Forests and wetlands are home to a variety of wildlife and restoring forests, wetlands, and streams can create new habitat for these species, or improve upon existing habitat. Outdoor recreation is a significant economic driver. These natural filters in watersheds surrounding drinking water reservoirs improve local water quality, decreasing the cost of drinking water. Natural filters also increase groundwater recharge, helping to ensure streams do not go dry during low flow seasons or periods of drought, and store rainfall in soils, lessening the need for gray stormwater infrastructure.
Efforts are underway throughout the watershed to identify lands where conservation investments go the furthest toward reducing nutrient pollution. For example, the U.S. Army Corps of Engineers Chesapeake Bay Comprehensive Water Resources and Restoration Plan (CBCP) identified and evaluated problems, needs, and opportunities in the Chesapeake Bay watershed using an integrated water resources management approach. The team conducted geospatial analyses to identify high-quality areas for potential conservation, degraded areas for restoration, and gaps in restoration actions or duplication of efforts.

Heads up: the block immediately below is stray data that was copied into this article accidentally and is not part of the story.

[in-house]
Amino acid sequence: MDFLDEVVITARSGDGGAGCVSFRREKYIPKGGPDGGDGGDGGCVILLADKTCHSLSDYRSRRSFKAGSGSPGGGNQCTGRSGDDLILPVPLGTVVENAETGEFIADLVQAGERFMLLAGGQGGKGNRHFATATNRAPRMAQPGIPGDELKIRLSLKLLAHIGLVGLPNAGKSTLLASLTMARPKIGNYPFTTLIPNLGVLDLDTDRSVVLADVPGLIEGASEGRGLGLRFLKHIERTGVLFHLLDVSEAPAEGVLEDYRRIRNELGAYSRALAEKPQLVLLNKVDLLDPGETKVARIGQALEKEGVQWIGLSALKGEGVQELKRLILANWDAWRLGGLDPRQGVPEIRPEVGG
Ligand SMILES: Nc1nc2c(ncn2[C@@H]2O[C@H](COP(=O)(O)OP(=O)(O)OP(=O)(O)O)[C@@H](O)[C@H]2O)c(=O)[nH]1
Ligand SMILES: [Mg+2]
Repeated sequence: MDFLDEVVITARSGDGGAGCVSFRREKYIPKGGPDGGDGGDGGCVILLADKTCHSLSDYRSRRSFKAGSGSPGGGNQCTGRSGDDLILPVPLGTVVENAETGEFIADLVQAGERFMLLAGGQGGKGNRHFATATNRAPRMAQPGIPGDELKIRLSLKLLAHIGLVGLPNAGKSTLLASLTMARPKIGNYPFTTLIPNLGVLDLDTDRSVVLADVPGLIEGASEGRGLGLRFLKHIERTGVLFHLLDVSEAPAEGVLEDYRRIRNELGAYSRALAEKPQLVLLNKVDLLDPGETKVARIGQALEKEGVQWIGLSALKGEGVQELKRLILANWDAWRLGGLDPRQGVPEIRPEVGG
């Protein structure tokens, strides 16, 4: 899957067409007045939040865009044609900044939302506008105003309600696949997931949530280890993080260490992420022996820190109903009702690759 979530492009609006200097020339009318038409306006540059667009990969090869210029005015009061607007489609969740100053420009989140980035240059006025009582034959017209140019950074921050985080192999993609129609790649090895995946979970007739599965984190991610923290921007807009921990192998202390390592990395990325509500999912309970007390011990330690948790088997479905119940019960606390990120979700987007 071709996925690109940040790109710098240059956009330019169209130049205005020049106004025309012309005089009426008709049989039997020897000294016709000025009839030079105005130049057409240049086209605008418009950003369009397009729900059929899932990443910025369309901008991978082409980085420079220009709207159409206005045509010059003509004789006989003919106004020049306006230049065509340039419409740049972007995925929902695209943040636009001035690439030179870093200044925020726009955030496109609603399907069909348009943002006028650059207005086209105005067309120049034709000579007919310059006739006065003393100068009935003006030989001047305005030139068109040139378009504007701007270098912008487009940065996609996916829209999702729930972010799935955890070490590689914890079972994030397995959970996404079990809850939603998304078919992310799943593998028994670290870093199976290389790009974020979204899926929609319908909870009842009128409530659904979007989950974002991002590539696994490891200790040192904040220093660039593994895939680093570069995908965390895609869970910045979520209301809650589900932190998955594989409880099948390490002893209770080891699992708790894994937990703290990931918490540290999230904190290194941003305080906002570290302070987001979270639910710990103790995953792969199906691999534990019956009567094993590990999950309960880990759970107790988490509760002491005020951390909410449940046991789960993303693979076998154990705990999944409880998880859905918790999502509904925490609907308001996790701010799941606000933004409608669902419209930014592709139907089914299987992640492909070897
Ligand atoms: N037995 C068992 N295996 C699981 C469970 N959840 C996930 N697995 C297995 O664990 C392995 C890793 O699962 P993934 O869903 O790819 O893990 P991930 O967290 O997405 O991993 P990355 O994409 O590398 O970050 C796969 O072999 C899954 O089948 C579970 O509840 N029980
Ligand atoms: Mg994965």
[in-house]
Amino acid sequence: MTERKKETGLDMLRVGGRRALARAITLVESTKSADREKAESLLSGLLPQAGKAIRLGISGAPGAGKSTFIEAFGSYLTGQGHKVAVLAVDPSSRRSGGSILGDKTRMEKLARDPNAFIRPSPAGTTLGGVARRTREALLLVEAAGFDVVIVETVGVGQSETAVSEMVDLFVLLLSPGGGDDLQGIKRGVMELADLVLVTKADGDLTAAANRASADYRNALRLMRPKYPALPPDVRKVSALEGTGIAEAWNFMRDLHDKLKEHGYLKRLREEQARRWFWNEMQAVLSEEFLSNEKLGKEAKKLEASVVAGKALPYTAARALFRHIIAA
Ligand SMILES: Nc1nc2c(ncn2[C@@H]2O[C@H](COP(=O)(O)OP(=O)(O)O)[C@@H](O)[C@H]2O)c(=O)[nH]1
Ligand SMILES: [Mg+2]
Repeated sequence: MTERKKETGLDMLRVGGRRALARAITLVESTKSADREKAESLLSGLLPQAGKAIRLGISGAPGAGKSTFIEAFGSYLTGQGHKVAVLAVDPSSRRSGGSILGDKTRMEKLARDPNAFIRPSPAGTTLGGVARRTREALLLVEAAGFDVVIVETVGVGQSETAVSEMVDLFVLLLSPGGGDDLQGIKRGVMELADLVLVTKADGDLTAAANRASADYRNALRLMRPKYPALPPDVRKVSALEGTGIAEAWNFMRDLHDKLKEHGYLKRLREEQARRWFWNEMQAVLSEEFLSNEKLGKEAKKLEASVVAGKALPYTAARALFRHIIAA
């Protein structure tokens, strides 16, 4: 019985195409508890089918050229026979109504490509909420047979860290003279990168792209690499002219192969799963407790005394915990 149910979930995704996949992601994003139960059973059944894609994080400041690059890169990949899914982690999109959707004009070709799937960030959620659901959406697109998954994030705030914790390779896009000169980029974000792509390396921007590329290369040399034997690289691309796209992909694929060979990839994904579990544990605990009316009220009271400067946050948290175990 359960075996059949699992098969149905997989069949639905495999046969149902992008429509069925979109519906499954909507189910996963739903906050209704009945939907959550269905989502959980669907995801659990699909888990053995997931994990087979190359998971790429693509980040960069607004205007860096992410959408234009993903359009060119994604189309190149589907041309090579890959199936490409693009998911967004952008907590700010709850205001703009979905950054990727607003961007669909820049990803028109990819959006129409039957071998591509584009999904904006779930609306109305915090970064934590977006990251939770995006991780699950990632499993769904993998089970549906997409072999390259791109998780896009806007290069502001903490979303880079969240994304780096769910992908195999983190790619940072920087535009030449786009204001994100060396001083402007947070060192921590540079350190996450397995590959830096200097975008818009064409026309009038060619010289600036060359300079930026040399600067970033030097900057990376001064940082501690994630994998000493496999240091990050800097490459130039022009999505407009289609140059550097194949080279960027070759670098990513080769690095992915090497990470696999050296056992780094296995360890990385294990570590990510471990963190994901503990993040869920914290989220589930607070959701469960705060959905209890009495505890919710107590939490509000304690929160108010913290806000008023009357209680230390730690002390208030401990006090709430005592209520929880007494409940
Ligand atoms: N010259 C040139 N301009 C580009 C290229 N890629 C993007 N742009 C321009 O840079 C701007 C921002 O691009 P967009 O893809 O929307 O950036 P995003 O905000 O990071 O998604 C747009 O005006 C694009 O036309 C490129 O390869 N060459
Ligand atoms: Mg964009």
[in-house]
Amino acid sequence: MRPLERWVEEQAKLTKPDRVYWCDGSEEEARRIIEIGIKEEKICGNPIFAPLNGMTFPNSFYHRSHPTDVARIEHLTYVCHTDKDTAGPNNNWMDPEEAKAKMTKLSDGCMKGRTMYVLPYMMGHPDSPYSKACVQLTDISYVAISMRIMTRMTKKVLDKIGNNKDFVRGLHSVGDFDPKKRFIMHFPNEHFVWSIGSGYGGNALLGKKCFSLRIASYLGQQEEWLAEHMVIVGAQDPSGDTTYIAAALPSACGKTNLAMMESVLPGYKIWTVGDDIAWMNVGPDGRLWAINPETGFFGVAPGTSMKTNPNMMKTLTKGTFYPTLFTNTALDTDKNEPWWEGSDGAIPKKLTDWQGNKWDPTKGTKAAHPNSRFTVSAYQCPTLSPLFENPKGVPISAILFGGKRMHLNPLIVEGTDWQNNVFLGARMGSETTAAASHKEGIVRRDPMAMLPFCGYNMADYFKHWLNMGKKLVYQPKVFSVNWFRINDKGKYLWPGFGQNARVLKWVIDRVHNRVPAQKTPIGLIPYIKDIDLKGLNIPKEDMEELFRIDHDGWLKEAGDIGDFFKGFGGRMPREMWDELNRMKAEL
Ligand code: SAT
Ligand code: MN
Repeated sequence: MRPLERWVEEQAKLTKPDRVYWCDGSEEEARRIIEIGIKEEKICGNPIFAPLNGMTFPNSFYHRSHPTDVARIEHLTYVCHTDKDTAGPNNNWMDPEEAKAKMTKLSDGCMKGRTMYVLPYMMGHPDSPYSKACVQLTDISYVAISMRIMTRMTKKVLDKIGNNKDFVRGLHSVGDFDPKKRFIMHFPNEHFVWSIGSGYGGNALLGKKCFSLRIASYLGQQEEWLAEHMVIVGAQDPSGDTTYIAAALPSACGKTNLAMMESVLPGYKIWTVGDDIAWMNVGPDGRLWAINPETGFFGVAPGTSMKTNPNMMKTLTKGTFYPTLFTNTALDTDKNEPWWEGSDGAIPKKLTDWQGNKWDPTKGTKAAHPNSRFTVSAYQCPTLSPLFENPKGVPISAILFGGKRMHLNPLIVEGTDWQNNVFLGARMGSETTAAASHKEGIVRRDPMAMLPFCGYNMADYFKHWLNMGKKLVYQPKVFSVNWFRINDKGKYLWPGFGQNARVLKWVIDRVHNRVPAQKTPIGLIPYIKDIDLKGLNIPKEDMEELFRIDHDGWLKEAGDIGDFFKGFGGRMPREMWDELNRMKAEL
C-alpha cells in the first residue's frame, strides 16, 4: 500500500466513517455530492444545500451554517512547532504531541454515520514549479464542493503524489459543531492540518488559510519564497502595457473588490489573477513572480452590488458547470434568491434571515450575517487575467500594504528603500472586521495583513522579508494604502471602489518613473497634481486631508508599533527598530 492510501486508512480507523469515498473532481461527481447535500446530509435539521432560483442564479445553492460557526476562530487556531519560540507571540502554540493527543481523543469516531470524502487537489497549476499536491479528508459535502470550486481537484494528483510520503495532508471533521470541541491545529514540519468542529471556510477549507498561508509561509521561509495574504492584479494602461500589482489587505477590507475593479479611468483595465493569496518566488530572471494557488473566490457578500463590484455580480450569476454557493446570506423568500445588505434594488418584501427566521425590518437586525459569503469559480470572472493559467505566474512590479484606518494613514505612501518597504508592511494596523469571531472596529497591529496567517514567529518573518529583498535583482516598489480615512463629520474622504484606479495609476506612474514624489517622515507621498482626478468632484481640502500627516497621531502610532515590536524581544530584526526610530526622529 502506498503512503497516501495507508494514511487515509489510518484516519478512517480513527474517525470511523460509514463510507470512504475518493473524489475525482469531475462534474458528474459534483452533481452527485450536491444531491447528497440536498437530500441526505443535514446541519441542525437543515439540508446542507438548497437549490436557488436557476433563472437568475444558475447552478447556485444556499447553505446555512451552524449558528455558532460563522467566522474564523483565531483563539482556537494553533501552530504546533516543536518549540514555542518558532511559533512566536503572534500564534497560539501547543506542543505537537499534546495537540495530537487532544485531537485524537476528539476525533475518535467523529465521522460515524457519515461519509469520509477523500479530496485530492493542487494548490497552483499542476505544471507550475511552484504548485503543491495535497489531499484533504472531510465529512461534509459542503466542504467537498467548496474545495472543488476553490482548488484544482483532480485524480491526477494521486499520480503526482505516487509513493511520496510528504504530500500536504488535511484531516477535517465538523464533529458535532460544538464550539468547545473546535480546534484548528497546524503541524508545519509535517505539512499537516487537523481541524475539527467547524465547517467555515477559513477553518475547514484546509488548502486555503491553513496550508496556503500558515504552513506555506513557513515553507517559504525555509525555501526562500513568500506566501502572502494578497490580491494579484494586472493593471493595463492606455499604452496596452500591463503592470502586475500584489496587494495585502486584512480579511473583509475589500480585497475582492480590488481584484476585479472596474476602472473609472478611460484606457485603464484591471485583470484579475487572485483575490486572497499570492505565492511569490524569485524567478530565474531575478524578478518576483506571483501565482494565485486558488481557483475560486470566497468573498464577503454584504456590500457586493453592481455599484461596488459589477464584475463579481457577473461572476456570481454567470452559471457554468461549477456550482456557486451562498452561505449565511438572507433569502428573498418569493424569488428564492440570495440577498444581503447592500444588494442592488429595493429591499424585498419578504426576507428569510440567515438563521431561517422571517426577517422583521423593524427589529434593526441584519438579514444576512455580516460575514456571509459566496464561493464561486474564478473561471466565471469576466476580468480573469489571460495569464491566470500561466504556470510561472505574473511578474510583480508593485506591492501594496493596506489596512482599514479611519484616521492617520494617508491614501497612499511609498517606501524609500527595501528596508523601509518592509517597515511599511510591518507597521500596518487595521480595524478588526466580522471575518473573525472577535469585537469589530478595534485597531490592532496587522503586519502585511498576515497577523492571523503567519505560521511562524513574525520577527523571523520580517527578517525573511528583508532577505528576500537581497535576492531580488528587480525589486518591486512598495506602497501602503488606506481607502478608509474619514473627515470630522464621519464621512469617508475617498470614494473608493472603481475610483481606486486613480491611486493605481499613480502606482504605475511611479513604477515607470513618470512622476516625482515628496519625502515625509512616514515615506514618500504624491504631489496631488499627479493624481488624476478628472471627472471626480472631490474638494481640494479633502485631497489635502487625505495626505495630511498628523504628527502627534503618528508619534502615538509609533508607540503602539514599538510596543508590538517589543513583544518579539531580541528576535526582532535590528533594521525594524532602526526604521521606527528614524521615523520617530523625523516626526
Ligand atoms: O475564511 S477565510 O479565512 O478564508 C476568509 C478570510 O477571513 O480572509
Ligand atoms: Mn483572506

The Chesapeake Bay Program (CBP) partnership has identified the most effective sub-basins of the watershed—the geographic areas with the greatest influence on Chesapeake Bay water quality, such as the area within the State of Maryland and Commonwealth of Pennsylvania that are in the Susquehanna River Basin and other basins within the Chesapeake Bay watershed where best management practices are most effective at improving Chesapeake Bay water quality.
The need for additional investment in conservation assistance for farmers in the Chesapeake Bay watershed is more urgent than ever, and NRCS funding is an essential component of ensuring farmers have the tools they need to improve the health of the Bay.
Thank you for considering our request for the reallocation of previously allocated non-expected conservation funds to eligible producers and partners in the Chesapeake Bay watershed.
Next Article Previous Article